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Income Tax Reform Repealed by Referendum in Maine

2 min readBy: William Ahern

In a blow to state income taxA tax is a mandatory payment or charge collected by local, state, and national governments from individuals or businesses to cover the costs of general government services, goods, and activities. reform, Maine voters threw out the tax reform enacted last year. As a result of Tuesday’s referendum, single wage earners with more than $10,050 in taxable incomeTaxable income is the amount of income subject to tax, after deductions and exemptions. For both individuals and corporations, taxable income differs from—and is less than—gross income. will pay a higher income tax rate. Couples with more than $20,100 in taxable income will pay at a higher rate.

Income Tax Rates
Before the Referendum*

Income Tax Rates‡
After the Referendum

6.5% > $0*

2% > $0

6.85% > $250,000

4.5% > $5,050

7% > $10,050

8.5% > $20,150

* An increase in the standard deduction assured that no income taxpayer would pay more under the 2-rate system.
‡ Brackets shown for singles; they double for couples.

The retail and housing sectors led the successful campaign to abolish the new law and restore the tax breaks that they had enjoyed before enactment of tax reform. The income tax rate cuts had been financed by extending the sales taxA sales tax is levied on retail sales of goods and services and, ideally, should apply to all final consumption with few exemptions. Many governments exempt goods like groceries; base broadening, such as including groceries, could keep rates lower. A sales tax should exempt business-to-business transactions which, when taxed, cause tax pyramiding. to previously untaxed services, raising the sales tax rate on lodging and meals, and eliminating the state-level mortgage interest deductionThe mortgage interest deduction is an itemized deduction for interest paid on home mortgages. It reduces households’ taxable incomes and, consequently, their total taxes paid. The Tax Cuts and Jobs Act (TCJA) reduced the amount of principal and limited the types of loans that qualify for the deduction. .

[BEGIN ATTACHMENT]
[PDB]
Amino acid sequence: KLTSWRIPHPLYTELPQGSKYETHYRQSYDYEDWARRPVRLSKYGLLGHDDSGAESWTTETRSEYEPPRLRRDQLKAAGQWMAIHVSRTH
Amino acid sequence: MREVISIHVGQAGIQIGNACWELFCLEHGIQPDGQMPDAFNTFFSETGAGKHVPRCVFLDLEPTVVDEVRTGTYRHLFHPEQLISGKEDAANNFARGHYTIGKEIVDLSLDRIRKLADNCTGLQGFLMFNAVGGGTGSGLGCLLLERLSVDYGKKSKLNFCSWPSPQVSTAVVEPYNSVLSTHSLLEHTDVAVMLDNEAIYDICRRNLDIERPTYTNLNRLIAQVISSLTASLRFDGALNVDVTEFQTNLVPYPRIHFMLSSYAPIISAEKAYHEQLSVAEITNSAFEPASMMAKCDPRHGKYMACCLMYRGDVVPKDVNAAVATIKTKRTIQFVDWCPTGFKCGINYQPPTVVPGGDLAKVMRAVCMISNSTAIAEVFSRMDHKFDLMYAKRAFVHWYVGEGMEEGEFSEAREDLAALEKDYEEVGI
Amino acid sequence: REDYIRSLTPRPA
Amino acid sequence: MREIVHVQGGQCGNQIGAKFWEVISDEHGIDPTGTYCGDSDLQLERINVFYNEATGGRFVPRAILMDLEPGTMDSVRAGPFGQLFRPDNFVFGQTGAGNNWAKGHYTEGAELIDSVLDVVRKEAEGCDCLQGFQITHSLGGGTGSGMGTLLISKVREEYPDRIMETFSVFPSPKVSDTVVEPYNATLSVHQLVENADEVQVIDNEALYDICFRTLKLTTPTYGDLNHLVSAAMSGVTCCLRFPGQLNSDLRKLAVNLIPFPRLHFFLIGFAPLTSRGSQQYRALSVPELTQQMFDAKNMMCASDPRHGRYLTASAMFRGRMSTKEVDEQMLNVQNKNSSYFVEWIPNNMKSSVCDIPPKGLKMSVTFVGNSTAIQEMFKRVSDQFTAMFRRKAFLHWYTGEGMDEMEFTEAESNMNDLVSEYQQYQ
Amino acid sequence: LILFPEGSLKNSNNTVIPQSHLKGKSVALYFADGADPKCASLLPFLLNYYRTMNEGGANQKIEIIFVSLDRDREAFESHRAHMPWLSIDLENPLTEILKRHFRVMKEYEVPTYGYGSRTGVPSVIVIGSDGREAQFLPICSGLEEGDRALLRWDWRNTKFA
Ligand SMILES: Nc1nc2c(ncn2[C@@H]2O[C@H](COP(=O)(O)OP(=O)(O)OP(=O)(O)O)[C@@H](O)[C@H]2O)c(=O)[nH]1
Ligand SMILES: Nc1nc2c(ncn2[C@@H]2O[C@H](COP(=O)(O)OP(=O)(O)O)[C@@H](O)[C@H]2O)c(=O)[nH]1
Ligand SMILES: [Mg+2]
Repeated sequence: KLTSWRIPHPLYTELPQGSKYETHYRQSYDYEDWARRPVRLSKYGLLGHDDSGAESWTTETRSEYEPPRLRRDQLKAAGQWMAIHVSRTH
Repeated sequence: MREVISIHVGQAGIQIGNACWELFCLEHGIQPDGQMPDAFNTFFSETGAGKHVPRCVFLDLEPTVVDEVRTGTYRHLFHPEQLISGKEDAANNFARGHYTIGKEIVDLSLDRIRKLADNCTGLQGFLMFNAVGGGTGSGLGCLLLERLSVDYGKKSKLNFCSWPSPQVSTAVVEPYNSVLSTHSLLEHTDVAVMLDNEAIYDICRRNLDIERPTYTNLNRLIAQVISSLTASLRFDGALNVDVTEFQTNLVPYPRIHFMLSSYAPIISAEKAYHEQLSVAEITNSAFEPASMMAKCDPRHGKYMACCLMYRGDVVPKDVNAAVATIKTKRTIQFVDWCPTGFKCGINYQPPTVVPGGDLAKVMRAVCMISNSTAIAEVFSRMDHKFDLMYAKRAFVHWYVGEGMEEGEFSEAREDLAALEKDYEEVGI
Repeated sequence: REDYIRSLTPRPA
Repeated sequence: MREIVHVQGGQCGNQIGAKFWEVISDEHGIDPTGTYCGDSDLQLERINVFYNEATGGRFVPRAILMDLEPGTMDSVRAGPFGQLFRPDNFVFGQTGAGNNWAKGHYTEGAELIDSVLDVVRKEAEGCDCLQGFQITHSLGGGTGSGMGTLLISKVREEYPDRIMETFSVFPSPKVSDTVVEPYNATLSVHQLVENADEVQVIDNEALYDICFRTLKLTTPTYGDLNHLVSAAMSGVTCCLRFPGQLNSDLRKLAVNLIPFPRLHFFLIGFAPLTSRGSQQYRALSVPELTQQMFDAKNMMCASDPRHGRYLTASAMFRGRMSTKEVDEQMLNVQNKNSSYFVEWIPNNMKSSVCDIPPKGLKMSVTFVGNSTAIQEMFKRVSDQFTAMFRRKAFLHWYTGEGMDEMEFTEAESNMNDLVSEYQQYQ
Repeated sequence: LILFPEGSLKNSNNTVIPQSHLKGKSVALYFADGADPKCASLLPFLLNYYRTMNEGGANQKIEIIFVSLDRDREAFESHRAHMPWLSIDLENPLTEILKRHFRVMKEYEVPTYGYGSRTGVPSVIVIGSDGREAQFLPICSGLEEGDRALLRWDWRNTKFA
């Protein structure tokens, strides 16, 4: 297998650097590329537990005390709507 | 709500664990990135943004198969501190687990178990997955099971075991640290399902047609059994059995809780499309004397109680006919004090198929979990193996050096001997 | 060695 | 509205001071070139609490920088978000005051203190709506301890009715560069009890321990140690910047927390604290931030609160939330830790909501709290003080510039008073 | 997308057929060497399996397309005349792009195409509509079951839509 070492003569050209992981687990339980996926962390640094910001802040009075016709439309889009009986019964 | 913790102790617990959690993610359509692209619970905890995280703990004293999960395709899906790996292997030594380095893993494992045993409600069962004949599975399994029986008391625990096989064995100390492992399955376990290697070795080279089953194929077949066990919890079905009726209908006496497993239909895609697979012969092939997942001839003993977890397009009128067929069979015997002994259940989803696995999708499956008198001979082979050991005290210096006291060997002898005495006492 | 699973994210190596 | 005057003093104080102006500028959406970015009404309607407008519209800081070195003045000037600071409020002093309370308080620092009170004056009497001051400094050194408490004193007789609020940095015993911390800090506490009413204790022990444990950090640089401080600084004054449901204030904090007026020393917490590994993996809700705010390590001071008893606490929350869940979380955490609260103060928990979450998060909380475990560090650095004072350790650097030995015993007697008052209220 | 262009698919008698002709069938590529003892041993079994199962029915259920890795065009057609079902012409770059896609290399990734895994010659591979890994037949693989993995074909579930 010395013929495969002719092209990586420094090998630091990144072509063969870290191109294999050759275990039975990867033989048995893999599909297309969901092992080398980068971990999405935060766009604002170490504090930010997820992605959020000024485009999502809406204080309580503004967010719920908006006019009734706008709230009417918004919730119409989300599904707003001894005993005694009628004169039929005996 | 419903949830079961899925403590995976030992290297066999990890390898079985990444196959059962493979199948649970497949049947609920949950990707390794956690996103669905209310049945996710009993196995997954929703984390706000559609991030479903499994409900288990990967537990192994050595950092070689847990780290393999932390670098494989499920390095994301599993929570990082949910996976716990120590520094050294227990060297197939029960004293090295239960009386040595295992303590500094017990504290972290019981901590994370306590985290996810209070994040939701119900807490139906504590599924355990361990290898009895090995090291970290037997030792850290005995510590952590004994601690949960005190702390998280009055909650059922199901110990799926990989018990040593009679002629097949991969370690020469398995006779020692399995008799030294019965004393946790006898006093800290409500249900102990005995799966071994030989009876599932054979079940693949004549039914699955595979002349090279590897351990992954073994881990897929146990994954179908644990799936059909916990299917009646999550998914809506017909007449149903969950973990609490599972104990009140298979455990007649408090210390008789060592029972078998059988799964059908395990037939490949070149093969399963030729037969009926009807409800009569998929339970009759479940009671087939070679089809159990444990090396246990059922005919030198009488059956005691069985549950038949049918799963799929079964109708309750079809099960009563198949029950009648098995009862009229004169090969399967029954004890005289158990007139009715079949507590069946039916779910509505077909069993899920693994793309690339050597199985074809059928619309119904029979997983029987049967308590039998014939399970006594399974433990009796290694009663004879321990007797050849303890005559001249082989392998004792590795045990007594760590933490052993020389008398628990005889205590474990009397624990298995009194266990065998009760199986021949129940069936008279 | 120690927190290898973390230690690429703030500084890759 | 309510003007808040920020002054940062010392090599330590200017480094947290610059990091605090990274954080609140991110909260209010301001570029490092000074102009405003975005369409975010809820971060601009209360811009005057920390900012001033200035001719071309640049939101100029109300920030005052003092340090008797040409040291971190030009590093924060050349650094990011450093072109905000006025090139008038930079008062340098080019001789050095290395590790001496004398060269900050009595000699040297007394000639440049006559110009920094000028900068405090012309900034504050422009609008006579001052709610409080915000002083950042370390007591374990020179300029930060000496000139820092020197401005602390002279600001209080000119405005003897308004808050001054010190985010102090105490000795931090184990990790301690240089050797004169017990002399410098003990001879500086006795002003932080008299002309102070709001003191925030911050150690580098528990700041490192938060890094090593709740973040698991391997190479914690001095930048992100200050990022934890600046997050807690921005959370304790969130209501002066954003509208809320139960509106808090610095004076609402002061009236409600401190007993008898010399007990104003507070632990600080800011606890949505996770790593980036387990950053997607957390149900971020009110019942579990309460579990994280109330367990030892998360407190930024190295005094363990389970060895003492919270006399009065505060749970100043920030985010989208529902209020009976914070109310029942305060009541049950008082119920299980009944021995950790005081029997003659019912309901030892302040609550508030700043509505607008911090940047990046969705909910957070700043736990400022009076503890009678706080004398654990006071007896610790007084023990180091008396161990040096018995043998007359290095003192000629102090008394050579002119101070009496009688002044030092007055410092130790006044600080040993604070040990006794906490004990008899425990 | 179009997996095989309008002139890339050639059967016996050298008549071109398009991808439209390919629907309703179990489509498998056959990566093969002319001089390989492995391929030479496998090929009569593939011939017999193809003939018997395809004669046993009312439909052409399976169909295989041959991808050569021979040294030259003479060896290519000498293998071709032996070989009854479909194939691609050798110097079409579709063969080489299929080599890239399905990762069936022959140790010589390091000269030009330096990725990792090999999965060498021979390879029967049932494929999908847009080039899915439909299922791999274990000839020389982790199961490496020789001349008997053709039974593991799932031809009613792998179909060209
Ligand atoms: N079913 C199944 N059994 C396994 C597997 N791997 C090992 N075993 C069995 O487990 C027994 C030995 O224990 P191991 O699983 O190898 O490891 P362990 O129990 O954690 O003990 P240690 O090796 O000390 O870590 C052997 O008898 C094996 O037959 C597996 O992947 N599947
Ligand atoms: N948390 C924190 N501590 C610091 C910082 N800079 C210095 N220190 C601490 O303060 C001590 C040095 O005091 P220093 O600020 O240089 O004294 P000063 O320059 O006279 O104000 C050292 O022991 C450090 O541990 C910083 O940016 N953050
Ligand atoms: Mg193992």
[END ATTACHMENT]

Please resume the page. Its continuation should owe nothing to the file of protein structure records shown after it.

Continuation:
Maine’s top tax rate will now revert from 6.85 percent (18th highest in the nation) to 8.5 percent (9th highest).

BusinessWeek reported that the successful YES campaign for repeal was supported by a group called Save the Mortgage Interest Deduction which raised $222,589. The unsuccessful NO campaign to keep the income tax reform was supported by the Maine Chamber of Commerce and a political action committee called No Higher Taxes for Maine which raised $337,180 including $25,000 from Leon Gorman, chairman of famed retailer L.L. Bean.

Also see: Maine Rejects Tax Reform Measure